Now, if you can believe this, I had her wear them again today, but it was only because I knew I’d be writing this post and I wanted some pictures of the infamous Naughty Pants in action.
The ironic thing was that Alice was actually behaving quite sweetly until I directed her to start jumping on the cushions and climbing over the arms of the couch to stage misbehavior for a picture. She’s normally not allowed to do those things, so you’d think she’d jump (literally!) at the chance to engage in the forbidden with my permission, but nope! She gave me a few half-hearted bunny hops and then refused to climb up the side. She was misbehaving by not misbehaving, if you can believe that.
“Alice! Please!” I begged, pulling the camera away from my face and turning up the enthusiasm. “Jump right over here! C’mon! It’ll be fun!”
It was then that the power of The Pants officially kicked in. “No!” she giggled, dashing into the kitchen, the ugly denim “Y” bobbing in full view.
“Alice!” I scolded. “Get back here!” I couldn’t believe I was getting after her for not jumping on the couch.
The charade continued for a few more frustrating minutes until I finally realized how ridiculous (and undoubtedly confusing for her) the whole thing actually was.
A little bit later on, Alice, Rowen, and I were sitting together in the living room. Because her birthday’s in a few days, I asked her, “What do you think you’ll get for your birthday, honey?”
“Kee-oh!” she replied, flashing me The Grin.
“Kill?” I repeated, trying not to sound too shocked.
“Yeah!” she answered, bounding off the couch. “Kee-oh!”
I chose to ignore this random act of rebellion and changed the subject. After all, only The Pants could’ve inspired such an off-the-wall and inappropriate response as that.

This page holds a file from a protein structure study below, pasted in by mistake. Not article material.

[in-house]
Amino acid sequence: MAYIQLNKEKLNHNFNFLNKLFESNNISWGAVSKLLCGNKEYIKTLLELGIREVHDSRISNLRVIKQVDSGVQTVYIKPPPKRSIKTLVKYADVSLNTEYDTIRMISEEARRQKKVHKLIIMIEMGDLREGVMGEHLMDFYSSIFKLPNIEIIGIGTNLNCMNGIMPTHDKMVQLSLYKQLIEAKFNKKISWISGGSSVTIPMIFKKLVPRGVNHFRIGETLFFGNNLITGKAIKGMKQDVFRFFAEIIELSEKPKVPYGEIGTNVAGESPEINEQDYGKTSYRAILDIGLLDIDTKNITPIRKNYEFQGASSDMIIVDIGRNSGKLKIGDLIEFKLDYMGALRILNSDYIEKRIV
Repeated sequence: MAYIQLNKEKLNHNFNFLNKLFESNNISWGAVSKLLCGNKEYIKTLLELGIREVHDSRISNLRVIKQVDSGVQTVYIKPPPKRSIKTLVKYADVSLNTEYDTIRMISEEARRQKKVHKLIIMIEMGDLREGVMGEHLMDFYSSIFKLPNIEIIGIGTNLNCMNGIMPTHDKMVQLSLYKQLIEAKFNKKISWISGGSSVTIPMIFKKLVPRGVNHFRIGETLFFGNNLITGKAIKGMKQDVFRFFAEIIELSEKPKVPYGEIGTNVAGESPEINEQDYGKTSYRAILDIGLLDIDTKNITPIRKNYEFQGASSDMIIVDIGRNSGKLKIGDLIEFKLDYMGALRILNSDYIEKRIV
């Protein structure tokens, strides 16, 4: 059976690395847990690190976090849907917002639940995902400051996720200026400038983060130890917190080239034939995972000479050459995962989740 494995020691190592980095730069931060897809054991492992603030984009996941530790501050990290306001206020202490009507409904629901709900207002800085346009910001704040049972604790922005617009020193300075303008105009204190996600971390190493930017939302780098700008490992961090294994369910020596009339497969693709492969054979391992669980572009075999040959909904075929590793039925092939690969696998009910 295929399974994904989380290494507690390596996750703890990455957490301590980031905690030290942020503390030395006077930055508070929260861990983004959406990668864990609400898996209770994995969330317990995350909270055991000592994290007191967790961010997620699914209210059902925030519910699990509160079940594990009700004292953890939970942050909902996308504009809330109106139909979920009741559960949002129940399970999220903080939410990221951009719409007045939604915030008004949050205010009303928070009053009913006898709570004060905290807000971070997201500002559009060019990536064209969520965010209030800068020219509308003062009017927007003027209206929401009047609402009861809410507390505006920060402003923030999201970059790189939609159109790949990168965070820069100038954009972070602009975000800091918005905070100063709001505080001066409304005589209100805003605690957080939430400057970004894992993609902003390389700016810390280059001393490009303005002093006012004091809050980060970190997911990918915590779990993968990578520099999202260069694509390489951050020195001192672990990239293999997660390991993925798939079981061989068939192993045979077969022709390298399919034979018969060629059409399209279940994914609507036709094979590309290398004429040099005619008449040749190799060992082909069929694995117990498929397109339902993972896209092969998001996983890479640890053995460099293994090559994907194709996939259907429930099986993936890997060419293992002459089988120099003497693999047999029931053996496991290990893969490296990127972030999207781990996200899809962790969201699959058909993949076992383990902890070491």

…So why don’t I just get rid of those wicked pants, you may ask, by giving them away? (C’mon, that would be cruel!) And why don’t I just toss them? The answer is simple: Because I paid five dollars for them. I realize I said earlier that they were cheap, but on the same token, five dollars is five dollars.
Thursday, February 4, 2016
I officially found out today that I indeed do look as tired as I feel. And not only tired, but old. I remember a comment my mom once made about how presidents tend to age a lot from the beginning of their terms to the end because of all of the stress they endure while in office. Well, I’m not exactly President of the United States, but next Monday, I will have been Mom of the Swensen Household for three years (yeah, yeah, I know I’m a dork), and I think the same rule applies to my position.
I’d begun to suspect that perhaps I was starting to look older when I observed the broadening crow’s feet curving out from the corners of my eyes like spare smiles. But I brushed off any negativity that accompanied the observation, reminding myself that I’d always hoped to have crow’s feet when I got older, since they seemed to be signs of a joyful, friendly person. One girl in my high school youth group even used to say that she pictured Jesus with crow’s feet. That and red, red lips. She would grin and hiss when she said "lipsss", like she was really relishing the image. The red lips part secretly scared me, but I always loved the idea of Him having crow’s feet. People with crow’s feet are just so approachable.
I noticed the bags, too. You know, the puffy, dark under-eye circles that serve as indicators of actual, physical baggage in one’s life. Not to say that my children are “baggage,” but they are most certainly a responsibility. My almost-three-year-old, Alice, sure gives me a run for my money. She runs. Everywhere. And she talks. Non-stop. And she’s learning to use the potty (‘nuff said). And my increasingly-active nine-month-old, Rowen, is shaping up to be a real mover and a shaker, too, what with all of his rockin’ and rollin’ and what not around the house. (Literally. He has yet to crawl, but he rocks on his hands and knees like a madman and he rolls across the carpet like his onesie’s caught fire.)